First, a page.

To the West was the maze of roads across the Denniston plateau, then the tableland leading up to Mt Frederick. Further North we could see to Stockton and beyond up the coast and all the way up the William Range. We enjoyed a twenty-minute break in the sun, and as the breeze got up, made our way North East along the tops to Cedar Creek Saddle.
Mt William to Cedar Creek Saddle
We left the trig around 1.10 pm. There is no trail and are no markers across the tops to the Cedar Creek Saddle to the North East, so we checked the route description we had printed from the Wildthings Trail Running website. As advised, we got our bearings and knew we wanted to keep to the Eastern side of the tops. It was still early, so we took our time, and marveled at the cool rock formations, as we ambled down to the saddle. As expected there were a few gullies to cross, but we kept right (East) and we had no problems finding a route across.
Cedar Creek Saddle
It was about 2 pm by the time we crossed the tops. Whilst heading down to Cedar Creek Saddle we stumbled across a couple of white markers, and once in the forest, the track was easy to follow along a ridge, but we kept our eyes peeled for flagging tape where it became less obvious.
As we climbed out of the Saddle again we came out into more open country again. The Wildthings route description had told us to take the trail to the West (left) of the high point. We climbed too high initially but spotted a couple of white marker poles behind us to our left which got us back on track.
We followed the poles down and found a couple of cairns indicating the route off to our right down into the forest towards the stream. Definitely keep your eyes peeled here, face the pylons on the rocky outcrop and head downhill by the cairn. It was 2.35 pm, so it had taken us about 35 minutes to walk through the forest of the saddle, out and down to this point.
The walk down through to the pylons road was flagged with tape and fairly unremarkable. I imagine it is usually pretty boggy, but we got off very lightly.
We came out of the forest onto a bush track leading down from the pylon 15 minutes later at 2.50 pm. We turned left to walk to the pylon (but beware, there’s tape to the right too – heading away from the pylon). After a minute or so we came to the pylon and turned left again onto the gravel road.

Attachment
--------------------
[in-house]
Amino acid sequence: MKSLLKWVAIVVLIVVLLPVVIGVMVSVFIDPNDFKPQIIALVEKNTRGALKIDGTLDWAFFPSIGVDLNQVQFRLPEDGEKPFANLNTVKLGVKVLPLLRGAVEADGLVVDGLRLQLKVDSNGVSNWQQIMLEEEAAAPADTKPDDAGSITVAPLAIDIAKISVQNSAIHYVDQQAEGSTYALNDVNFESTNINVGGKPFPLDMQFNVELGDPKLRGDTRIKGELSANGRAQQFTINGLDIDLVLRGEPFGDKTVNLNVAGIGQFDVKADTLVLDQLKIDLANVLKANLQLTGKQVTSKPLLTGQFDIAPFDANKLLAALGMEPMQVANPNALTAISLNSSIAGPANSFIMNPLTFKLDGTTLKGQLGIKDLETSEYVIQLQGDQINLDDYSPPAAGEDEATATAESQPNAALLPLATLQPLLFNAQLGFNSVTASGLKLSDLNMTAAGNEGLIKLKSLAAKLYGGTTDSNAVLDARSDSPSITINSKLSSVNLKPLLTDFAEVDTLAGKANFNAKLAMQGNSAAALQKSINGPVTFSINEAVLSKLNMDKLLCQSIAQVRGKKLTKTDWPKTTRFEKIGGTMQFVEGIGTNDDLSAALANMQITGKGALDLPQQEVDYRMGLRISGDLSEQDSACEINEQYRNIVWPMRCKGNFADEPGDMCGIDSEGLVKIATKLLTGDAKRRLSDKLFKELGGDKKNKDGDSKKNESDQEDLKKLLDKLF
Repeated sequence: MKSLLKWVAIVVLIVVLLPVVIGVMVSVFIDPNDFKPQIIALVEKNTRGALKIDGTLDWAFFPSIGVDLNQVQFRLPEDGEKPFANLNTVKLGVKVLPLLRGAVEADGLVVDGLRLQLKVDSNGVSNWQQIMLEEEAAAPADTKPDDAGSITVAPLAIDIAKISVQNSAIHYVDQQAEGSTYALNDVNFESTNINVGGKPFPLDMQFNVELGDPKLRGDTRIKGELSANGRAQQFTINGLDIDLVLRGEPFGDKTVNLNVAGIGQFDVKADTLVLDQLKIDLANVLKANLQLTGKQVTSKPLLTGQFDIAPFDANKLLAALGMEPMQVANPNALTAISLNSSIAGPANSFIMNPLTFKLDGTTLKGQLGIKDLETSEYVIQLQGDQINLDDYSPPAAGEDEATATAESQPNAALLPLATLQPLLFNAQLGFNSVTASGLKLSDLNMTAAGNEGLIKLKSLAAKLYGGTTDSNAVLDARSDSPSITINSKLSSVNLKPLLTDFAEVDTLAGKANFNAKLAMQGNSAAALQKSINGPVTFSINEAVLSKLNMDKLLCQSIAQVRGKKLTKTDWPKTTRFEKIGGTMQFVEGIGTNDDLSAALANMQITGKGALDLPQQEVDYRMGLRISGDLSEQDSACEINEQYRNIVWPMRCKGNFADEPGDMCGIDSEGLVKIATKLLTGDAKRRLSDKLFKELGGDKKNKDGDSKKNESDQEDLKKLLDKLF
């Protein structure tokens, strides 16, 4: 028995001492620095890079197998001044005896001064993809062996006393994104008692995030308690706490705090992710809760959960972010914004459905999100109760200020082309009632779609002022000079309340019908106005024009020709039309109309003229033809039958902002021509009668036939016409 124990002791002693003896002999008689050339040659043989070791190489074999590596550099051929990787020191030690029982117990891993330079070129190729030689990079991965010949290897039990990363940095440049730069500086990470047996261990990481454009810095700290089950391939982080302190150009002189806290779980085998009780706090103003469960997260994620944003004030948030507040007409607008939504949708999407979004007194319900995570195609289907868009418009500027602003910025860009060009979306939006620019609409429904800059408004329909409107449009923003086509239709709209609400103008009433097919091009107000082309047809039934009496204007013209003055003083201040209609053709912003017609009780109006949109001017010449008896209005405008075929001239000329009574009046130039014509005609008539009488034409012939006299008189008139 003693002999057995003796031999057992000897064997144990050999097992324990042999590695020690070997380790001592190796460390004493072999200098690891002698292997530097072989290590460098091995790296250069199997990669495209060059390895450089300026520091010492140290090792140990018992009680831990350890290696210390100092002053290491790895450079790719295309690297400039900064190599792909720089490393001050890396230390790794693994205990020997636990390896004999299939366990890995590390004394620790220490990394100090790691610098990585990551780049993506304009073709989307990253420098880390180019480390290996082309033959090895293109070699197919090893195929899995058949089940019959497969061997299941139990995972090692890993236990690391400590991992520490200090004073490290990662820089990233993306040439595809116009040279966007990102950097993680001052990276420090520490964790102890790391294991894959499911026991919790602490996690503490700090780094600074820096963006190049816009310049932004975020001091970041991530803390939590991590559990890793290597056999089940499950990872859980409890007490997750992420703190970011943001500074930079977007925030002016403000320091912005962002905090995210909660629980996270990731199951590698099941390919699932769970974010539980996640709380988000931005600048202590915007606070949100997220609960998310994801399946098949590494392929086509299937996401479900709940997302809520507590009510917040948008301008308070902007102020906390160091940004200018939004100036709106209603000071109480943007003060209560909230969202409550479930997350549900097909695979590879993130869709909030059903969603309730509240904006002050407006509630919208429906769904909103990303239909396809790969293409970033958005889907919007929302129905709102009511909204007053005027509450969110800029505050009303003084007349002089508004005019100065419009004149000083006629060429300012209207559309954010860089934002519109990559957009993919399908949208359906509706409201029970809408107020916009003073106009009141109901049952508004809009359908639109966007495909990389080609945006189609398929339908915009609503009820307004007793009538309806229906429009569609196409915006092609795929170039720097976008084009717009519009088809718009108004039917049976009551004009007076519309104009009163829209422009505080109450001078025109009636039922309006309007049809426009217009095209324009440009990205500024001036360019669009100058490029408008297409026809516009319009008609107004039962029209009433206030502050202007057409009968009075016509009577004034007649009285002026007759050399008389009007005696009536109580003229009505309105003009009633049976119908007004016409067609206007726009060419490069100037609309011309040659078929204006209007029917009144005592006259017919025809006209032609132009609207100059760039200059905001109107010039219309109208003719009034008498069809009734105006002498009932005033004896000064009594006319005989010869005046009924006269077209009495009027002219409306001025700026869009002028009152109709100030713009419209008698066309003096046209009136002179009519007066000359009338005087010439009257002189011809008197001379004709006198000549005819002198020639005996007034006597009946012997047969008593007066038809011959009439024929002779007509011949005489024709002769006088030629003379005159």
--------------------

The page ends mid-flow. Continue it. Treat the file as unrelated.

From here it was easy to follow gravel roads all the way back to the car. Some bits were steep, most of it was long and straight, and we crossed a few streams – it wasn’t unpleasant. A highlight was coming across a wasp that was attempting to drag a massive spider, at least twice its own size across the road. The only other people we saw were a couple of guys on motorbikes, and we hoped they didn’t run over the wasp/spider.
After an hour of decent-paced walking and, with about 10 minutes left to go, a nice big rock-with-a-view presented itself, so we had another twenty-minute break and finished our snacks. We got back to the car at 4.20 pm and headed back home to Nelson. We really enjoyed this little gem and were grateful the weather was good enough to let us get up there.
The easy walk back
Click the links below for some of my other walks on the west coast.
- Buckland Peaks, Westport – day walk
- Inland Pack Track, Punakaiki – overnight
- Mt Brown hut, Kaniere – overnight
- Alex Knob Track, Franz Josef – day walk
- Roberts Point Track, Franz Josef – day walk
- Camp Creek to Mt Alexander, Brunner – overnight
- Stafford Bay hut – day walk (or overnight)